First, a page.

If You're Disappointed With Your Baby's Sex, It's Normal — & You're Not A Bad Mom

When you first learn that you're pregnant, you often begin dreaming about your baby. What they'll look like, who they'll take after, and whether they'll be a little boy or girl. If we're being honest with ourselves, many of us have preferences when it comes to our baby's sex. Maybe it's your second baby and your first was a boy, so you're hoping for a little girl this round. Maybe you've always dreamed of having two little girls because you've always treasured the bond you've had with your sister. Life is unpredictable, and having gender disappointment and feeling guilty about it is perfectly normal when your secret hopes don't align with the reality of the situation.

When I was pregnant with my first child, a boy, no one asked me if I was hoping for a boy or a girl. There was no stress on what I would have, because I would ostensibly have more children after that (a problematic assumption all on its own) and would have more opportunities to have other children. In general, people just wanted to know what I was having. It wasn't until my second pregnancy that people began saying things like "I bet you're hoping for a little girl," or "fingers crossed it's a girl!" Mistakenly assuming that I wanted a girl, when in fact, I was more comfortable with the idea of having another boy. I wasn't disappointed that I was having a girl, but I was more than a little worried. Even my paltry amount of worry caused a great deal of personal guilt.


The guilt over experiencing unwanted emotions based on your child's expected sex is something that is relatively common, according to Dr. Louann Brizendine, a neuropsychiatrist at UCSF and author of The Male Brain and The Female Brain. She told Today that “As many as 1 in 5 women express at least some disappointment about the sex of the child they are carrying.” It doesn't matter that we now know that genitalia doesn't make the gender any more than the pink or blue baby blankets we wrap them in as newborns. Our dreams of the future aren't based in reality, so when reality is shown to be in opposition to our innermost desires, it can be challenging to reckon them with each other.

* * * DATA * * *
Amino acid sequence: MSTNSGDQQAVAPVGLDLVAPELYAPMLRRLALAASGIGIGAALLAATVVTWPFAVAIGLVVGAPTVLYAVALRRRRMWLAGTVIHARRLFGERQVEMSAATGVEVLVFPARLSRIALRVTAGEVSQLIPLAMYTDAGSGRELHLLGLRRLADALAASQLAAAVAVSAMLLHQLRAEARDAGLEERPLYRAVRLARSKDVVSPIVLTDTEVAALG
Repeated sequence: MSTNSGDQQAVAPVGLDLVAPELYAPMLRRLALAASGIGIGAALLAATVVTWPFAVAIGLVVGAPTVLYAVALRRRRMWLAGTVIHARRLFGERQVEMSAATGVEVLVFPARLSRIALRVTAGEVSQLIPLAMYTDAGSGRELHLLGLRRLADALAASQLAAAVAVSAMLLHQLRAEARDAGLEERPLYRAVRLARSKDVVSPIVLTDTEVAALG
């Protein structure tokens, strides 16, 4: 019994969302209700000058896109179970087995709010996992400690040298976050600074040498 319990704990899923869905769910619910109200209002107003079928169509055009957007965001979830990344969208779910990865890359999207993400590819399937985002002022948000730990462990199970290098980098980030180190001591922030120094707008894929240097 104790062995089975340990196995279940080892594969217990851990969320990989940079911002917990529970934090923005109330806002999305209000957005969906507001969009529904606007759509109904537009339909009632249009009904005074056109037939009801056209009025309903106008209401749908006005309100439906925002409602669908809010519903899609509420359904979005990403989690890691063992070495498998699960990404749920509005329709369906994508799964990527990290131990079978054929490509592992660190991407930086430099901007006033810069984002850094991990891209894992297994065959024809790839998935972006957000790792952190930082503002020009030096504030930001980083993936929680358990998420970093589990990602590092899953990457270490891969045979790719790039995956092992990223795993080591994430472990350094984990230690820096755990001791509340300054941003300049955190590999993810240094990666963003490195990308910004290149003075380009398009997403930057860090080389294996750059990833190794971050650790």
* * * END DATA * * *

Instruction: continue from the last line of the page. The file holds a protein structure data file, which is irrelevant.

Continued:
I spoke with clinical psychologist Jan Harrell, PhD about having gender disappointment and feeling guilty about it, and she tells Romper, "All of us have secret desires. Sometimes we think we shouldn’t, and so feel guilty when we are disappointed." But, she adds that "guilt is merely the emotional alarm signaling that we have deeper feelings — in this case, sadness and disappointment. If we can have compassion for our disappointment (that will always be a part of life), then we won’t feel guilt."

Yes, you may have wanted to have a baby boy or a baby girl, and you aren't. You might never. It's OK to feel that sadness or that longing. But it's likely not going to change how much you love your child. Harrell says that you need to give yourself the room you need to let those feelings flow through you. If you're feeling guilty, try instead to give yourself grace, understanding that expectations and disappointment are natural, and they don't mean that you're a bad parent.

Harrell stresses that "in time (and the parents have months to prepare and allow this process to unfold) we can commit ourselves to accepting whatever we are given and determinedly love what and who is brought to us." A wise friend once told me that an ultrasound can tell you what you're having, but never who you are having, and that is important to keep close to your heart. Harrell says, "The key is to not go to judgment, but to understand disappointment as a natural response to our not being in control." And in the end, you might find that you're even better suited to this outcome than you were for original desire anyway. I know that I certainly was.